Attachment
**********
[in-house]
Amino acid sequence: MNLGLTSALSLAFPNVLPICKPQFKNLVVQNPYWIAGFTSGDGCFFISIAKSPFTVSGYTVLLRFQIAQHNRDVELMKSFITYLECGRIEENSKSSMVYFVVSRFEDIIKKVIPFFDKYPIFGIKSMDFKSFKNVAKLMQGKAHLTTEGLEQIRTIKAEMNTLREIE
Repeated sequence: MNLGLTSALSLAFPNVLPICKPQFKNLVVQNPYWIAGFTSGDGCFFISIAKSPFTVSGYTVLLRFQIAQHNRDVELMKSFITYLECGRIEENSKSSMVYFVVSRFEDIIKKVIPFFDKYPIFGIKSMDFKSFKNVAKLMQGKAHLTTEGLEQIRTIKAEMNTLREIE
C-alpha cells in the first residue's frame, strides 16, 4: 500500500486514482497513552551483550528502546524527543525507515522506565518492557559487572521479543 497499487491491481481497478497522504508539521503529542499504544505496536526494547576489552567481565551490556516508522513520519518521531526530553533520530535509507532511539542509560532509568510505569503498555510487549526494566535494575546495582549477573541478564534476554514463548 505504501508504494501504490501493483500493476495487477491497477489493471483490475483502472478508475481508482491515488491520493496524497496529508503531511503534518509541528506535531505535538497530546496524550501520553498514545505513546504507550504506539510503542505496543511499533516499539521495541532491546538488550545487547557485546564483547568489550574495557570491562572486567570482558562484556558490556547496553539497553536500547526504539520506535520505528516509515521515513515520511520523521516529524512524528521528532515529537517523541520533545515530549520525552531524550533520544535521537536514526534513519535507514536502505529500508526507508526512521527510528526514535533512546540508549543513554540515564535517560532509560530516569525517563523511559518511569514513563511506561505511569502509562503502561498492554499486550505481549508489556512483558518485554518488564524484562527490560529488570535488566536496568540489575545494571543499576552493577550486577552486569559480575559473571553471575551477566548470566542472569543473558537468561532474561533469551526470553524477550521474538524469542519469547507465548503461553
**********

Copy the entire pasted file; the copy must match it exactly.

[in-house]
Amino acid sequence: MNLGLTSALSLAFPNVLPICKPQFKNLVVQNPYWIAGFTSGDGCFFISIAKSPFTVSGYTVLLRFQIAQHNRDVELMKSFITYLECGRIEENSKSSMVYFVVSRFEDIIKKVIPFFDKYPIFGIKSMDFKSFKNVAKLMQGKAHLTTEGLEQIRTIKAEMNTLREIE
Repeated sequence: MNLGLTSALSLAFPNVLPICKPQFKNLVVQNPYWIAGFTSGDGCFFISIAKSPFTVSGYTVLLRFQIAQHNRDVELMKSFITYLECGRIEENSKSSMVYFVVSRFEDIIKKVIPFFDKYPIFGIKSMDFKSFKNVAKLMQGKAHLTTEGLEQIRTIKAEMNTLREIE
C-alpha cells in the first residue's frame, strides 16, 4: 500500500486514482497513552551483550528502546524527543525507515522506565518492557559487572521479543 497499487491491481481497478497522504508539521503529542499504544505496536526494547576489552567481565551490556516508522513520519518521531526530553533520530535509507532511539542509560532509568510505569503498555510487549526494566535494575546495582549477573541478564534476554514463548 505504501508504494501504490501493483500493476495487477491497477489493471483490475483502472478508475481508482491515488491520493496524497496529508503531511503534518509541528506535531505535538497530546496524550501520553498514545505513546504507550504506539510503542505496543511499533516499539521495541532491546538488550545487547557485546564483547568489550574495557570491562572486567570482558562484556558490556547496553539497553536500547526504539520506535520505528516509515521515513515520511520523521516529524512524528521528532515529537517523541520533545515530549520525552531524550533520544535521537536514526534513519535507514536502505529500508526507508526512521527510528526514535533512546540508549543513554540515564535517560532509560530516569525517563523511559518511569514513563511506561505511569502509562503502561498492554499486550505481549508489556512483558518485554518488564524484562527490560529488570535488566536496568540489575545494571543499576552493577550486577552486569559480575559473571553471575551477566548470566542472569543473558537468561532474561533469551526470553524477550521474538524469542519469547507465548503461553